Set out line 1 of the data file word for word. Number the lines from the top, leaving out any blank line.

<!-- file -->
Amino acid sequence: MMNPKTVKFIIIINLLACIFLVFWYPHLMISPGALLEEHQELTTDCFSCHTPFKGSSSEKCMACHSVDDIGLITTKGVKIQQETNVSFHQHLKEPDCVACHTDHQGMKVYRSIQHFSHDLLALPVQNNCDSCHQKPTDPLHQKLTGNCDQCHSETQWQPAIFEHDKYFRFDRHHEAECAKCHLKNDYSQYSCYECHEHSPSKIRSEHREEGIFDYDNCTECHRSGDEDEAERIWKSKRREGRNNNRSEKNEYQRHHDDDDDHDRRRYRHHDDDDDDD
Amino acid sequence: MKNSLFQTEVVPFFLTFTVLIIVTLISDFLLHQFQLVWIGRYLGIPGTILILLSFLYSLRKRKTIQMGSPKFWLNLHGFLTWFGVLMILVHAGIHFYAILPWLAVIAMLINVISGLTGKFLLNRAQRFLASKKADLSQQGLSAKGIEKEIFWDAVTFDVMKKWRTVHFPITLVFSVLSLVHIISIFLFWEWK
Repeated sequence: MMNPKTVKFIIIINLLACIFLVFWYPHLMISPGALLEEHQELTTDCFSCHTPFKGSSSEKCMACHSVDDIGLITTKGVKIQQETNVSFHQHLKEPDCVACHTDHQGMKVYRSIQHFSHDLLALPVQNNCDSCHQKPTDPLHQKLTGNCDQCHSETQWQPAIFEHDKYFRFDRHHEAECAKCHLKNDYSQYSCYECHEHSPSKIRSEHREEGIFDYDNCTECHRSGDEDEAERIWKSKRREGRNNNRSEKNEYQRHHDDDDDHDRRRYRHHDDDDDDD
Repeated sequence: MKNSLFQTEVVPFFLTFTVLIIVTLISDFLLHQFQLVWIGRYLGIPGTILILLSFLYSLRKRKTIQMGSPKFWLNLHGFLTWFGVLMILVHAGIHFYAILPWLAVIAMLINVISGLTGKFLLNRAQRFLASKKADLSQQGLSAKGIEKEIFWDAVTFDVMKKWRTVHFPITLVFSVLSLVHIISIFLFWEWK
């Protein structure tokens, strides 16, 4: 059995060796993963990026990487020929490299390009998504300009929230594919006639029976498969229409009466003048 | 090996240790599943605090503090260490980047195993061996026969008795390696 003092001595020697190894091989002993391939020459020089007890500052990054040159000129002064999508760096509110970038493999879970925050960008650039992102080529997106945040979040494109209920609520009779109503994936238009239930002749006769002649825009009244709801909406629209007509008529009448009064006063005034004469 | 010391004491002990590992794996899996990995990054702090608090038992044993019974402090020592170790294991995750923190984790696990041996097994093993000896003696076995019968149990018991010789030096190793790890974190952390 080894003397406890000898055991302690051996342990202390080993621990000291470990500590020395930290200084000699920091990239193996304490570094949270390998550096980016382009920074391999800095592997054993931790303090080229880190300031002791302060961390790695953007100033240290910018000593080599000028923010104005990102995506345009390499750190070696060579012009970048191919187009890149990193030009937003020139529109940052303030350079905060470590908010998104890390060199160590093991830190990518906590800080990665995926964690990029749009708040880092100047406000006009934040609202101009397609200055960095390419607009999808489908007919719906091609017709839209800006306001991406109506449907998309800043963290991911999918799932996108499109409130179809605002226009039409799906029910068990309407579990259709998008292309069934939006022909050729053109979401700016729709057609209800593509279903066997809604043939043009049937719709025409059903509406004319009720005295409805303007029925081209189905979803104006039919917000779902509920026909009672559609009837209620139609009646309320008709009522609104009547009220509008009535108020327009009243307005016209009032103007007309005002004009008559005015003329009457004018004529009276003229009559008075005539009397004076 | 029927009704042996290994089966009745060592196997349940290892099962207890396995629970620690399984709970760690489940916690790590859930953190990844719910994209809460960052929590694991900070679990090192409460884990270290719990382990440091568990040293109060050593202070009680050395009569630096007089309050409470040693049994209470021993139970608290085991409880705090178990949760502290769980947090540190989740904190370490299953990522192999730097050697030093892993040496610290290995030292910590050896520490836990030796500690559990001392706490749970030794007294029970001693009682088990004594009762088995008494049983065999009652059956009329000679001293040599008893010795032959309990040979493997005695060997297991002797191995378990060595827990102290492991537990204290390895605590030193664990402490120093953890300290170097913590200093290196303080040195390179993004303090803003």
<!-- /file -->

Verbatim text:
Amino acid sequence: MMNPKTVKFIIIINLLACIFLVFWYPHLMISPGALLEEHQELTTDCFSCHTPFKGSSSEKCMACHSVDDIGLITTKGVKIQQETNVSFHQHLKEPDCVACHTDHQGMKVYRSIQHFSHDLLALPVQNNCDSCHQKPTDPLHQKLTGNCDQCHSETQWQPAIFEHDKYFRFDRHHEAECAKCHLKNDYSQYSCYECHEHSPSKIRSEHREEGIFDYDNCTECHRSGDEDEAERIWKSKRREGRNNNRSEKNEYQRHHDDDDDHDRRRYRHHDDDDDDD